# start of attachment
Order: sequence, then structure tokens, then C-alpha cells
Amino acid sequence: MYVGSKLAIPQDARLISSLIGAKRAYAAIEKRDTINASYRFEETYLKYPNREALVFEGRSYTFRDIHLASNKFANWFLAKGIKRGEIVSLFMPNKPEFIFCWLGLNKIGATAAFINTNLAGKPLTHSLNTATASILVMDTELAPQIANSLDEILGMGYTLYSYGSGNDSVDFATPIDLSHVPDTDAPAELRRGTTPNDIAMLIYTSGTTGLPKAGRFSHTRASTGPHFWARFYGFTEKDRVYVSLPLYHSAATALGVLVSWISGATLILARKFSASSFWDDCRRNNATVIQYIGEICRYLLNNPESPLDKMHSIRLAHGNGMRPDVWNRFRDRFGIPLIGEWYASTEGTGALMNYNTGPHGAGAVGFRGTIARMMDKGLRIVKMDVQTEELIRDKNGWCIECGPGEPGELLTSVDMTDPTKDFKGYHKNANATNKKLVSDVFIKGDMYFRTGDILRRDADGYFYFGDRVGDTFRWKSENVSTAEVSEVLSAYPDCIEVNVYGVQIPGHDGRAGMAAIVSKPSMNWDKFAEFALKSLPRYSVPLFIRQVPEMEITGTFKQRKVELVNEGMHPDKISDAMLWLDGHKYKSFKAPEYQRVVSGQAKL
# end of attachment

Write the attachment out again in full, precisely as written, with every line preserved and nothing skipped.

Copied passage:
Order: sequence, then structure tokens, then C-alpha cells
Amino acid sequence: MYVGSKLAIPQDARLISSLIGAKRAYAAIEKRDTINASYRFEETYLKYPNREALVFEGRSYTFRDIHLASNKFANWFLAKGIKRGEIVSLFMPNKPEFIFCWLGLNKIGATAAFINTNLAGKPLTHSLNTATASILVMDTELAPQIANSLDEILGMGYTLYSYGSGNDSVDFATPIDLSHVPDTDAPAELRRGTTPNDIAMLIYTSGTTGLPKAGRFSHTRASTGPHFWARFYGFTEKDRVYVSLPLYHSAATALGVLVSWISGATLILARKFSASSFWDDCRRNNATVIQYIGEICRYLLNNPESPLDKMHSIRLAHGNGMRPDVWNRFRDRFGIPLIGEWYASTEGTGALMNYNTGPHGAGAVGFRGTIARMMDKGLRIVKMDVQTEELIRDKNGWCIECGPGEPGELLTSVDMTDPTKDFKGYHKNANATNKKLVSDVFIKGDMYFRTGDILRRDADGYFYFGDRVGDTFRWKSENVSTAEVSEVLSAYPDCIEVNVYGVQIPGHDGRAGMAAIVSKPSMNWDKFAEFALKSLPRYSVPLFIRQVPEMEITGTFKQRKVELVNEGMHPDKISDAMLWLDGHKYKSFKAPEYQRVVSGQAKL